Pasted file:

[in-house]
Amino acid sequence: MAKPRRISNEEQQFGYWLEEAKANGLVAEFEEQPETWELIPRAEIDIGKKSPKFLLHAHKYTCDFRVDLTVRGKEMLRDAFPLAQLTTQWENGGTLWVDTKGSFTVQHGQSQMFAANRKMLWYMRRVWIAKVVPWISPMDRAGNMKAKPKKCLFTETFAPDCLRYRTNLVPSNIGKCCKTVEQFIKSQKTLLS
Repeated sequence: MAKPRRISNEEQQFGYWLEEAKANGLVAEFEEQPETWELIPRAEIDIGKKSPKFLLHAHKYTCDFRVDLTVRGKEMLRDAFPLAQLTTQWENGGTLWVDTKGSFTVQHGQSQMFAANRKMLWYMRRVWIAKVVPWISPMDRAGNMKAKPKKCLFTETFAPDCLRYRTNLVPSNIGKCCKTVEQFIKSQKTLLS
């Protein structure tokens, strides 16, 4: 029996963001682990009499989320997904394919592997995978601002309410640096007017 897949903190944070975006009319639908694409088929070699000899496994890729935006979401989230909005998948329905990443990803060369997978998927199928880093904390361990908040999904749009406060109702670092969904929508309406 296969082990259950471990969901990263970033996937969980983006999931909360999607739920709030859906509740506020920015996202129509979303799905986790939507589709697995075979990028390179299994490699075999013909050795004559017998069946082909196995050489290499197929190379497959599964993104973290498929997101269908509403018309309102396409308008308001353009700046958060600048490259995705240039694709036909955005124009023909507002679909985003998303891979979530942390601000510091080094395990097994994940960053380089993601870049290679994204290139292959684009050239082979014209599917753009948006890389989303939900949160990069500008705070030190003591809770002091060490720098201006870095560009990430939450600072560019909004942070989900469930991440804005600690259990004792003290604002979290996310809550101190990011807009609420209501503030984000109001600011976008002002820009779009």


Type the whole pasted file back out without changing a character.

[in-house]
Amino acid sequence: MAKPRRISNEEQQFGYWLEEAKANGLVAEFEEQPETWELIPRAEIDIGKKSPKFLLHAHKYTCDFRVDLTVRGKEMLRDAFPLAQLTTQWENGGTLWVDTKGSFTVQHGQSQMFAANRKMLWYMRRVWIAKVVPWISPMDRAGNMKAKPKKCLFTETFAPDCLRYRTNLVPSNIGKCCKTVEQFIKSQKTLLS
Repeated sequence: MAKPRRISNEEQQFGYWLEEAKANGLVAEFEEQPETWELIPRAEIDIGKKSPKFLLHAHKYTCDFRVDLTVRGKEMLRDAFPLAQLTTQWENGGTLWVDTKGSFTVQHGQSQMFAANRKMLWYMRRVWIAKVVPWISPMDRAGNMKAKPKKCLFTETFAPDCLRYRTNLVPSNIGKCCKTVEQFIKSQKTLLS
């Protein structure tokens, strides 16, 4: 029996963001682990009499989320997904394919592997995978601002309410640096007017 897949903190944070975006009319639908694409088929070699000899496994890729935006979401989230909005998948329905990443990803060369997978998927199928880093904390361990908040999904749009406060109702670092969904929508309406 296969082990259950471990969901990263970033996937969980983006999931909360999607739920709030859906509740506020920015996202129509979303799905986790939507589709697995075979990028390179299994490699075999013909050795004559017998069946082909196995050489290499197929190379497959599964993104973290498929997101269908509403018309309102396409308008308001353009700046958060600048490259995705240039694709036909955005124009023909507002679909985003998303891979979530942390601000510091080094395990097994994940960053380089993601870049290679994204290139292959684009050239082979014209599917753009948006890389989303939900949160990069500008705070030190003591809770002091060490720098201006870095560009990430939450600072560019909004942070989900469930991440804005600690259990004792003290604002979290996310809550101190990011807009609420209501503030984000109001600011976008002002820009779009």